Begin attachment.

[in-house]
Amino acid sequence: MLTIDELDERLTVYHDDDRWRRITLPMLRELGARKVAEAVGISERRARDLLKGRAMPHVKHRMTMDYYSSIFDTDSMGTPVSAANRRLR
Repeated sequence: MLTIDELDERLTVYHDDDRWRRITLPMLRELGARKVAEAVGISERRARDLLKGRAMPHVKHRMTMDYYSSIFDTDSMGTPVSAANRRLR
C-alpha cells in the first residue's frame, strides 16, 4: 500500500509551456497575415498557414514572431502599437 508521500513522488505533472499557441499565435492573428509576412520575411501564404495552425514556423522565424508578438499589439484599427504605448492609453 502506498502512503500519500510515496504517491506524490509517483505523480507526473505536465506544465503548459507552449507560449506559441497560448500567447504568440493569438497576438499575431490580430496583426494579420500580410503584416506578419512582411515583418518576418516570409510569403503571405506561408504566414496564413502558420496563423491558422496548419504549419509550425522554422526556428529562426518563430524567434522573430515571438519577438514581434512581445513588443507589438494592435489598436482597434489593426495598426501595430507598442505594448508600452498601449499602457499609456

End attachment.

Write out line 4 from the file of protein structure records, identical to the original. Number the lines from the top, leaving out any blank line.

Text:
C-alpha cells in the first residue's frame, strides 16, 4: 500500500509551456497575415498557414514572431502599437 508521500513522488505533472499557441499565435492573428509576412520575411501564404495552425514556423522565424508578438499589439484599427504605448492609453 502506498502512503500519500510515496504517491506524490509517483505523480507526473505536465506544465503548459507552449507560449506559441497560448500567447504568440493569438497576438499575431490580430496583426494579420500580410503584416506578419512582411515583418518576418516570409510569403503571405506561408504566414496564413502558420496563423491558422496548419504549419509550425522554422526556428529562426518563430524567434522573430515571438519577438514581434512581445513588443507589438494592435489598436482597434489593426495598426501595430507598442505594448508600452498601449499602457499609456